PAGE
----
|Kofi Annan is in his second term as Secretary-General of the United Nations. |
Kofi Annan recalls the beginning of his first winter at graduate school in Minnesota. He had decided the earmuffs everyone else was sporting looked silly and vowed he would never wear them. By the end of that winter (his ears nearly froze, he confessed) he had had a change of heart.
"Never walk into an environment and assume that you understand it better than the people who live there," is the moral he has extracted from the Minnesota experience, and which he puts to use every day as the leader of the United Nations.
Annan was born April 8, 1938 in Kumas, Ghana, and his life, as his work, is all about internationalism. He speaks English, French and several African languages, and is married to Nane Lagergren, a Swedish artist and lawyer. He has spent thirty years working for the United Nations, an organization whose mission is to promote peace among all the countries of the world, holding administrative posts in Ethiopia, Egypt, Switzerland and the U.S..
On December 16, 1996, Kofi Annan became the first black African Secretary-General of the United Nations.
"People trust him because he is honest," says Mohammed Sacirbey, Bosnia’s UN ambassador and The BBC News' Rob Watson says that Annan is "a genuinely affectionate and well-meaning man.... What his staff and journalists find most striking about (him) is his sense of calm."
|Kofi Annan speaking at the World Conference Against Racism in Durbin, South Africa. |
When he became Secretary General, the UN was in trouble financially, and was losing its influence in the world. Annan reformed the organization, made necessary budget and staff cuts, and brought new life to the UN. Under his leadership, the UN dealt with several delicate political situations, working to raise the status of women and improve relations between business, labor and civil groups. As Secretary-General Annan wanted all of the world's people to share the benefits of globalization, and remains committed to "ending poverty and inequality, improving education, reducing HIV/AIDS, safeguarding the environment and protecting people from deadly conflict and violence." He maintained his own Web page to keep people informed during his 10 years in office.
Annan's management style has been the subject of admiration among his colleagues. Watson says: "He prefers to build a consensus however long that takes. One of his advisors says Mr. Annan runs the UN like an old-fashioned African village, with long discussions among the elders, periods of reflection and, eventually, a decision."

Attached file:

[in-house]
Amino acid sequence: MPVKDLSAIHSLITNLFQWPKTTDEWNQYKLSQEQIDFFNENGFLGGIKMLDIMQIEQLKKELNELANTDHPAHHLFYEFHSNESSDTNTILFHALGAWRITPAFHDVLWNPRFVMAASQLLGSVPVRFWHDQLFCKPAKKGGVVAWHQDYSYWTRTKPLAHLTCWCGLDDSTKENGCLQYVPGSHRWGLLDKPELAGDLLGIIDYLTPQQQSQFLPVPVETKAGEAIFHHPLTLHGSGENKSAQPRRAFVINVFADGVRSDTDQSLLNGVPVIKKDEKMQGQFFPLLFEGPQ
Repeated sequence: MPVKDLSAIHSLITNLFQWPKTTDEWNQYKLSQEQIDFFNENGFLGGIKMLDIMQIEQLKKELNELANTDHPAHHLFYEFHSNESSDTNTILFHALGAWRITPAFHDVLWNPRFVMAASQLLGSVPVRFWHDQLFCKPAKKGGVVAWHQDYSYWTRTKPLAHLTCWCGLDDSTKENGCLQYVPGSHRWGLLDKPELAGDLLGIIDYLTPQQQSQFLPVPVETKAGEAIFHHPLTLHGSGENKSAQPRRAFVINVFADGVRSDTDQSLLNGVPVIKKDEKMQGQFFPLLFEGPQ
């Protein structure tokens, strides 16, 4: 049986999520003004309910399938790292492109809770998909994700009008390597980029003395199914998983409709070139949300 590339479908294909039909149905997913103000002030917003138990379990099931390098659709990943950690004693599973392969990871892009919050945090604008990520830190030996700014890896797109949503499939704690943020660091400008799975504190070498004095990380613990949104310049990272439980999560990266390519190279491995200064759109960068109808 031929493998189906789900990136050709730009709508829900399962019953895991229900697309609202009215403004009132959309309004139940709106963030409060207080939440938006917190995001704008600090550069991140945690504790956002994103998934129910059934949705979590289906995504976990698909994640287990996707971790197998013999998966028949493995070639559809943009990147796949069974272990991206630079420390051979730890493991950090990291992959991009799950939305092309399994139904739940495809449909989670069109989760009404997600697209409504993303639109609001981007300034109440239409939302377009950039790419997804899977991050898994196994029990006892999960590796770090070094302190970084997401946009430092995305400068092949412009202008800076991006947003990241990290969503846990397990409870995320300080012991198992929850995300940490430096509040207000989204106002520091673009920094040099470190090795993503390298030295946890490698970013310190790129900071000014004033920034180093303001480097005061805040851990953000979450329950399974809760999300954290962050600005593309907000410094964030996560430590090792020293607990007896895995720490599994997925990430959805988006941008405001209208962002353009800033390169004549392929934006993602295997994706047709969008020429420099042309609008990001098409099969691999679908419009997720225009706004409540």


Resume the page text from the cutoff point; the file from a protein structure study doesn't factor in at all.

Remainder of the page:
|Kofi Annan with Rudolph Giuliani in New York City. |
On September 14, 2001, Annan rang the Peace Bell to mark the International Day of Peace. The ceremony occurred three days later than usual. "We have lost family, friends, and colleagues," said the Secretary-General. But let us not lose hope. We must maintain our resolve, and all nations must unite against the forces of darkness and depravity. It is at moments such as this, more than ever, that we need to re-dedicate ourselves to the cause of peace."
When Kofi Annan heard he was sharing the 2001 Nobel Peace Prize with the United Nations, he said, "All of us who work for the United Nations should be proud today--but also be humbled, humbled because even more will be expected of us in the future."
To young people who want to know what they can do for the world, Annan offers this advice:
"Always start by learning and looking around you. Get to know people whose lives are different from yours. Find out what you have in common with them. Build bridges of understanding with them. It is only by doing so that we can truly appreciate the worth of others. We do so whether we are sharing our lunch with someone sitting next to us, or exchanging email greetings with someone at the other end of the world.From remarks made at the Festival Mondial des Enfants in Basel, Switzerland, June 24, 2000, quoted from the UN CyberSchoolBus Web site.
"Computers and modems help us talk and listen to each other across oceans. But that would not do us much good if we did not already have a lot in common. Every society needs shared values: for our global society, that is respect for our equal human rights. We may have different religions, different languages, different coloured skins – but we all belong to one human race. We are all part of the same human family – and when one part of that family does well, we all do better. So we want to help others to have the same opportunities we have.
"Once you have created a bridge with others, keep it open by talking to each other and, above all, by listening. This is what I try to do in my job as Secretary-General, because I know that once I have built up trust with someone, we can work to change things together. So can you. When you see something that is wrong, no matter how big the problem is, ask yourself: Who else would like to change this? How can we work together? Take action with others who share your conviction. Have the courage to believe you can make a difference. As with everything in life, small steps count. If something has not been done before, it does not mean it can’t be done; it only means you could be the first to do it."